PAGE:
Post by John Brittnacher on Apr 16, 2014 16:43:22 GMT
Google Scholar just posted this patent. I am wondering if this poses a new threat to Darlingtonia in the wild.
EXTRACTS OF DARLINGTONIA CALIFORNICA C Wirth - US Patent 20,140,099,274, 2014
Abstract: The present invention relates to an extract from plant parts of Darlingtonia californica, to a process for the preparation thereof, to the use of the extract in cosmetic or dermatological preparations and as self-tanning agent, and to preparations comprising an extract from plant parts of Darlingtonia californica and the preparation thereof.
What does the DE behind their names mean? Does it mean they are from Denmark or Germany? And I agree, this seems like it could be a problem. I remember reading somewhere that the mucilage on Drosera could be used for treating wounds too.
Yes, DE means the company and researchers are from Germany, to be exact from Darmstadt in the Federal State of Hesse. It is a known cosmetics manifacturer.
Wild population don't have to be harvested though. Darlingtonia is available in TC in Europe (about € 3,50 wholesale a piece)and it will grow outdoors so setting up a plantation is very possible and probably easier than finding wild populations on not protected land and harvesting and shipping from the middle of nowhere.
Don't know about drosera being used to treat wounds. It is well known for use in cough medicine. The fluid of unopened Nepenthes pitchers is however used to clean wounds and eyes but that is mainly because it is the most sterile source of water (unopened pitchers contain sterile fluid without enzymes)in teh jungle.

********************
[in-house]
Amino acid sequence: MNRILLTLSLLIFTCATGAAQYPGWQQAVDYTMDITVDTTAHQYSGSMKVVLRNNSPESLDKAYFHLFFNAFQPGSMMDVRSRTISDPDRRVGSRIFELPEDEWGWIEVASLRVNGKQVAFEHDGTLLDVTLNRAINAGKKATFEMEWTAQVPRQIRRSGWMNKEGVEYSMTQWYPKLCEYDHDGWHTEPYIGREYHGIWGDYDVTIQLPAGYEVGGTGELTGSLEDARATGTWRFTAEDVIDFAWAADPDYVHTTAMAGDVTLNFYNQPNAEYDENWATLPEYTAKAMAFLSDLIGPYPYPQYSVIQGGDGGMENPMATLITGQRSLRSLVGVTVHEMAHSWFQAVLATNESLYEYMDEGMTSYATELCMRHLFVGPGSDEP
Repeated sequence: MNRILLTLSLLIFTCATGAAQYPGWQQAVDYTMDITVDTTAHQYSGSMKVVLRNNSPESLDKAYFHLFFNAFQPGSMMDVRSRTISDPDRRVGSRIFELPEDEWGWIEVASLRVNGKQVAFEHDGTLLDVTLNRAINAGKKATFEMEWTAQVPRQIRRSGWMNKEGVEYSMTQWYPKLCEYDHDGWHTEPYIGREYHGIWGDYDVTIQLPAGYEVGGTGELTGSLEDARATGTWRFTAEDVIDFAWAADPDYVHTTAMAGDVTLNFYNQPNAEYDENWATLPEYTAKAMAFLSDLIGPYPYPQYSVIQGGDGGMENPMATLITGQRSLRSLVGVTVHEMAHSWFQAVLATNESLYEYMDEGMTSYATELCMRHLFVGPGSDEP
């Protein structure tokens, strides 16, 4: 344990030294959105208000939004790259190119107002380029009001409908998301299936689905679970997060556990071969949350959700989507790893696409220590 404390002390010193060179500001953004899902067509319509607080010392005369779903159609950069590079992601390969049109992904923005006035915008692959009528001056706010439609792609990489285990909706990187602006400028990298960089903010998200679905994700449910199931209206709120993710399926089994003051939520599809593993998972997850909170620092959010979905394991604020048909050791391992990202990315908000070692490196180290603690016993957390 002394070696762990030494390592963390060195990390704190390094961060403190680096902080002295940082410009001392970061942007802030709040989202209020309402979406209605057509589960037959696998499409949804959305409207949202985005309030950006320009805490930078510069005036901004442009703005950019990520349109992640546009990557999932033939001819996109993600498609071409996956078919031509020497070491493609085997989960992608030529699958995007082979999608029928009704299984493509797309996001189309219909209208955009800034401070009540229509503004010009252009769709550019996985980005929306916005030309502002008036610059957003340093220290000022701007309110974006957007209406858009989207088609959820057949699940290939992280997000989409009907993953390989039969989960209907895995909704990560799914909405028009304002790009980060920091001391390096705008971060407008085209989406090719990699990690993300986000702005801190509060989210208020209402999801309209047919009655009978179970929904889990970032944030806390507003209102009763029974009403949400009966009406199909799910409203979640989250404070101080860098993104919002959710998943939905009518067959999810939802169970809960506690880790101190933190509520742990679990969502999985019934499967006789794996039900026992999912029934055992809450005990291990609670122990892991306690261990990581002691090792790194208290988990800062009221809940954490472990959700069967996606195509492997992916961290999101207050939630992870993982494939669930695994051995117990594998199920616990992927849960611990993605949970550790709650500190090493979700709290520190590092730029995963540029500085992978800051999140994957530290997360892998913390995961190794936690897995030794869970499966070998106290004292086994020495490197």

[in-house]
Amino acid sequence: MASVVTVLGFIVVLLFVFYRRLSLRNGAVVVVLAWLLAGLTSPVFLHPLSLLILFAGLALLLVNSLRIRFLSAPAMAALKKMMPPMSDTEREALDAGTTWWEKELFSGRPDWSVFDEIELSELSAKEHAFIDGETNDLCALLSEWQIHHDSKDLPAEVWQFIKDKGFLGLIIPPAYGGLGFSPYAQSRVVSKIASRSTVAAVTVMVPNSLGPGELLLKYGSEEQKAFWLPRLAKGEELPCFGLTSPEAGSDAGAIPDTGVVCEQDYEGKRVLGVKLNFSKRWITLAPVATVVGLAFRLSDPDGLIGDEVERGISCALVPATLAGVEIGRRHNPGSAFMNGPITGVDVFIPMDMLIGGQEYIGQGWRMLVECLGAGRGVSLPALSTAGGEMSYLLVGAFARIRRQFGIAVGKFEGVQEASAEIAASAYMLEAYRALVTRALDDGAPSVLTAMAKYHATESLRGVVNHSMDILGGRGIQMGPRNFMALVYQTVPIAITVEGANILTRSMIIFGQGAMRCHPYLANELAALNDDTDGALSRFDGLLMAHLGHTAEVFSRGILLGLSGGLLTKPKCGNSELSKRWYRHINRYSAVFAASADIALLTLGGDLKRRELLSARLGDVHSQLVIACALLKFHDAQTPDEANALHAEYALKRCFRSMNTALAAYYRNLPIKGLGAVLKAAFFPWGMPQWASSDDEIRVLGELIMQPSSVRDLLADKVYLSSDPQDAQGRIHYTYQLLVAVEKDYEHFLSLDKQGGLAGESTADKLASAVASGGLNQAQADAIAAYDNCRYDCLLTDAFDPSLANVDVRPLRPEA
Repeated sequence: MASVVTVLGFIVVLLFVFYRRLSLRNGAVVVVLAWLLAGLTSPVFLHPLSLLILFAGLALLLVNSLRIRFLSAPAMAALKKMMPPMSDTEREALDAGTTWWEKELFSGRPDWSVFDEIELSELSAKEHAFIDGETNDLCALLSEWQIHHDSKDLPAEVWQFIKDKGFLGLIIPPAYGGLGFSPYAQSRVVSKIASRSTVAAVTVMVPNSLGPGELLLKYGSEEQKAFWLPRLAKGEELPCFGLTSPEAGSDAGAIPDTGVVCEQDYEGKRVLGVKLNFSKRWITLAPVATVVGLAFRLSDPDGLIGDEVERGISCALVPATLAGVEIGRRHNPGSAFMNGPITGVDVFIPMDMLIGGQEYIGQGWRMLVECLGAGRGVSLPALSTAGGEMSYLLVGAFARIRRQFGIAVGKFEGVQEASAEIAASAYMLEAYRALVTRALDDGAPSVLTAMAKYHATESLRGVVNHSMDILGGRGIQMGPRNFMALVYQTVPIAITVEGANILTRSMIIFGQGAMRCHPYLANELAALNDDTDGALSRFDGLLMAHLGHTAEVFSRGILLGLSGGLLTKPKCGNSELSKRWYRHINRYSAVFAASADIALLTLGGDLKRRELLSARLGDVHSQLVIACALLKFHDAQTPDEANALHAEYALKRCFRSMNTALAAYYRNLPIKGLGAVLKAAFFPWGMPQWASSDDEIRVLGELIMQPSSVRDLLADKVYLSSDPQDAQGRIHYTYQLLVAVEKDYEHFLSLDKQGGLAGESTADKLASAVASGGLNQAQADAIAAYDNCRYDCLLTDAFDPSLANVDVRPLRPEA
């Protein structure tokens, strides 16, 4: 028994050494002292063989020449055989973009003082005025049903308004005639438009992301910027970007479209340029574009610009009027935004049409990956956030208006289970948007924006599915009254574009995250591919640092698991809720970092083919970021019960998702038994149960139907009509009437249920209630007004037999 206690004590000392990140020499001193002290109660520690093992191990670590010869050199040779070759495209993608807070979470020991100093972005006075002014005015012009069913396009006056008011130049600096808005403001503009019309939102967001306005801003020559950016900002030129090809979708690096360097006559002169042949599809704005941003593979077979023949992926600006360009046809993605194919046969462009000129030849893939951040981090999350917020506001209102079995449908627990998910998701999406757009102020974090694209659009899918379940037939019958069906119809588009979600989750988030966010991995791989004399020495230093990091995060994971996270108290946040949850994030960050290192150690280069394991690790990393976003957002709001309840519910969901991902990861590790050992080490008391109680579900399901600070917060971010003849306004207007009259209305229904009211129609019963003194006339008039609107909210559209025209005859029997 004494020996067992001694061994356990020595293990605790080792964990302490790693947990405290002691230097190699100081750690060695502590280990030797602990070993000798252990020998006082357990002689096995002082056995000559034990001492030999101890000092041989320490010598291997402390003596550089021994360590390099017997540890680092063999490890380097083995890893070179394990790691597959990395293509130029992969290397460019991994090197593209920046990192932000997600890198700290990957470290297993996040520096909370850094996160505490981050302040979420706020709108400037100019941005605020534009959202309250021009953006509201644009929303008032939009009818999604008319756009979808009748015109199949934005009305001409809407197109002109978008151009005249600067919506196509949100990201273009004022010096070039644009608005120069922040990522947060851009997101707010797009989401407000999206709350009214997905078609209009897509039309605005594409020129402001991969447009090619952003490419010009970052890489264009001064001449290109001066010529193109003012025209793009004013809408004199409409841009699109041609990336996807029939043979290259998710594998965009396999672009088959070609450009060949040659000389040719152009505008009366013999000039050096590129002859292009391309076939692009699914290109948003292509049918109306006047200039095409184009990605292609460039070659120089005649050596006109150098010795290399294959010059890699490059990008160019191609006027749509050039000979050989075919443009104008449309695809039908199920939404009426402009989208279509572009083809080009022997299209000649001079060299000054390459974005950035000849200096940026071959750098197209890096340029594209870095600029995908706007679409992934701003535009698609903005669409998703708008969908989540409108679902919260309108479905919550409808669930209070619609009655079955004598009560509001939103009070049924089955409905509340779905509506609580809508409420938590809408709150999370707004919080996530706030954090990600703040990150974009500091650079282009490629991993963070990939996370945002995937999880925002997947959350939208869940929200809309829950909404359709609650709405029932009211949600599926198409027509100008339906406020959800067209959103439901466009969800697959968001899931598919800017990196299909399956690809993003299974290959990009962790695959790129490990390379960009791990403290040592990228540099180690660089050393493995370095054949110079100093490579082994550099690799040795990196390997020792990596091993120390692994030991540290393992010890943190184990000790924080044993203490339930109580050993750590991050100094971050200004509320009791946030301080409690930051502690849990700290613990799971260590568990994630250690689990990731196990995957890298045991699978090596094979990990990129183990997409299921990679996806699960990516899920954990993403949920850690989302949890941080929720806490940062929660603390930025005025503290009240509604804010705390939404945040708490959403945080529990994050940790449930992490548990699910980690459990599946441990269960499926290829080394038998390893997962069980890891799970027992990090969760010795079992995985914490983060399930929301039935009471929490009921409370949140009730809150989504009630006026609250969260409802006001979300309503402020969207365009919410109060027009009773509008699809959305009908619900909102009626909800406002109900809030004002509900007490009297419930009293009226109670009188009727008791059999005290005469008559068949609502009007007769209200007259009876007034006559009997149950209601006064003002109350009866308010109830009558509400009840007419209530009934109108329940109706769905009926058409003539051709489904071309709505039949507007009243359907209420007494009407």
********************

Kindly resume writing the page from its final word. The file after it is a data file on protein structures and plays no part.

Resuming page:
Alternatively (and I am an optimist)to the harvesting of wild plants, which would have a limited time period, there would be mass tissue culture and farming of Darlingtonia, to support the requirement, in a sustainable fashion, as Marcel suggests.
There are the Dionaea extracts which claim to boost the immune system and even cure some cancers. The advocates claim that extract from plants propagated through tissue culture don't have the same curative properties.
Yes, I know of those guys. The stuff isn't approved in the US and shouldn't be elswhere. Lots of nasty discussions with those guys on behalve of the Dutch society (that goes by the name of Carnivora for 27 years this September). The only reason why something doesn't have the same properties undet cultivation is if the property has nothing to do with the subject. It is the same with Dartfrogs, the ones in captivity are not or very much less dangerous as their poison comes from the bugs they eat in the wild. If a cultivated plant doesn't have a property they should look at the natural soil and even then no two populations would be he same.
Indeed, but it should also be mentioned that those activities boosted the propagation of Dionaea by many methods. So there are also some good developments (among the bad ones).
Even though is is just my opinion, I would like to add that those Merck researchers just filed a patent application. It is not even a granted patent yet. This does not mean that the described technology/process will be used eventually.
Medicine for combating malignant and chronic diseases EP 0249165 B1
A partial list of claims for this patent (spelling errors introduced in the translation): 1. Use of the digestive secretion exuded by carnivorous plants, for which the plant is not destroyed, as therapeutic substance for the production of a medicament for the combatting of malignant and chronic diseases which directly and/or indirectly cause a change in the cell structure of the body cells. 2. Use of the digestive secretion according to claim 1 of the plants of the species heliamphora, sarracenia, darlingtonia, cephalotus or nepenthes. 3. Use of the digestive secretion according to claim 1 of the plants of the family of drosera, in particular of the diondaea muscipula. 4. Use of the digestive secretion according to claim 1 of the plants of the family of lentibulariaceen, in particular of the utricularia species. 5++. etc.
There are some research to treat plants from tissue culture to increase their secondary metabolite content. Such treatments are known as elicitation. Elicitors could be biotic or abiotic. This is to trigger the defense mechanism of the plant subject. Those compounds produced by wild plants are due to their prolong exposure to biotic/abiotic stresses, thus bulking up their secondary metabolite contents. Research have proven that elicitation could even performed on plantlets that are still in vitro. Many research papers described such elicitation on carnivorous plants.